Plenty of other factors keep homeowners from trying to shirk commitments, said Elyse D. Cherry, C.E.O. of a community development group, Boston Community Capital. Ruined credit makes it harder to borrow money, get an apartment and, with employers increasingly doing credit checks, find a job. Moving is hard on families. And then there are the larger social costs: pockmarked neighborhoods and declining property values.

Moral hazard, Ms. Cherry said, “is hogwash.” That is an interesting view coming from a woman who runs what might be considered a petri dish for moral hazard. Boston Community Capital buys homes that have gone into foreclosure, then sells them back to the original owner at a price they can afford. If homeowners later sell at a profit, they must split the proceeds with Boston Community Capital.

Presumably anyone who heard about the program, which is small, would be tempted to default. Banks are so sensitive to this possibility that many forbid the resale of a foreclosed home to its original owner, even though it would make no difference to the banks’ bottom line.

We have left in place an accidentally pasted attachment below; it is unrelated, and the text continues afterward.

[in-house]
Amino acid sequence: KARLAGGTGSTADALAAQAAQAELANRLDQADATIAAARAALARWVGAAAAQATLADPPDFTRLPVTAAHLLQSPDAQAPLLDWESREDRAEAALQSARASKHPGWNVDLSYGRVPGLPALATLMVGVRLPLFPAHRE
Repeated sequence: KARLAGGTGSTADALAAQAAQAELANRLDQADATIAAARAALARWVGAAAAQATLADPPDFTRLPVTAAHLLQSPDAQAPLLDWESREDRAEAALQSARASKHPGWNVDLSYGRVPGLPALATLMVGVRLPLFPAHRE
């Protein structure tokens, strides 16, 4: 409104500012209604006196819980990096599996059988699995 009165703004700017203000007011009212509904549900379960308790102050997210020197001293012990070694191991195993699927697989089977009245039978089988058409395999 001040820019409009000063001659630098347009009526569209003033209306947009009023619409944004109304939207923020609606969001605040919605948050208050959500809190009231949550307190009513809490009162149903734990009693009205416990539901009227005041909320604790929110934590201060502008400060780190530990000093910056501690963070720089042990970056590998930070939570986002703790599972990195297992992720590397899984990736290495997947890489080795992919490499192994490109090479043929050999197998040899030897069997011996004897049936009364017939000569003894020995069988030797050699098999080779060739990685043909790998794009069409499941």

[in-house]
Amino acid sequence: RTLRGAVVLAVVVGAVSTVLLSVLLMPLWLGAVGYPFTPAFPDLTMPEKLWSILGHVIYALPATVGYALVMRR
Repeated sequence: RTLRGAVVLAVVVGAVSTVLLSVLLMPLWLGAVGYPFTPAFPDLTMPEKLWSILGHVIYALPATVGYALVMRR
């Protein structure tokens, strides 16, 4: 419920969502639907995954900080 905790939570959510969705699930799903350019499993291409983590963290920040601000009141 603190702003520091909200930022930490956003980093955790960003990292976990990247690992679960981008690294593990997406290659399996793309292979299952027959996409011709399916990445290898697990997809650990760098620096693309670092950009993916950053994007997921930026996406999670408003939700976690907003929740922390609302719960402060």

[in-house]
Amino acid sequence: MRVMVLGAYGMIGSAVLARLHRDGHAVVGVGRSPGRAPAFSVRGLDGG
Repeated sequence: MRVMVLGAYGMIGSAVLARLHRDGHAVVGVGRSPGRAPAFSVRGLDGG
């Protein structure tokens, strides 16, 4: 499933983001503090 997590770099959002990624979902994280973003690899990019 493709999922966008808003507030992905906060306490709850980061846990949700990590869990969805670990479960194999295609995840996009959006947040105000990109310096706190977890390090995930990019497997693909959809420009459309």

But usually, the clients have defaulted long before hearing about the program. Some, in fact, are packed and waiting for eviction.

Consider the case of one Boston Community client. In one view, she might seem like a classic case of moral hazard — the kind of person many Americans are loath to help. When the banks offered to lend her money against the rising value of her home, she happily accepted. Now she owes $400,000 on a house worth closer to $100,000. Aiding her now might only encourage that type of behavior.

Another view is that she is a working person striving for the American Dream. She had every reason to believe that her bankers knew more about finance than she did. She paid a contractor for renovations; he absconded. When the recession hit, her work dried up and her home’s value dropped. Now, she’d love to buy back the home for its current market price.

WHICH view is correct?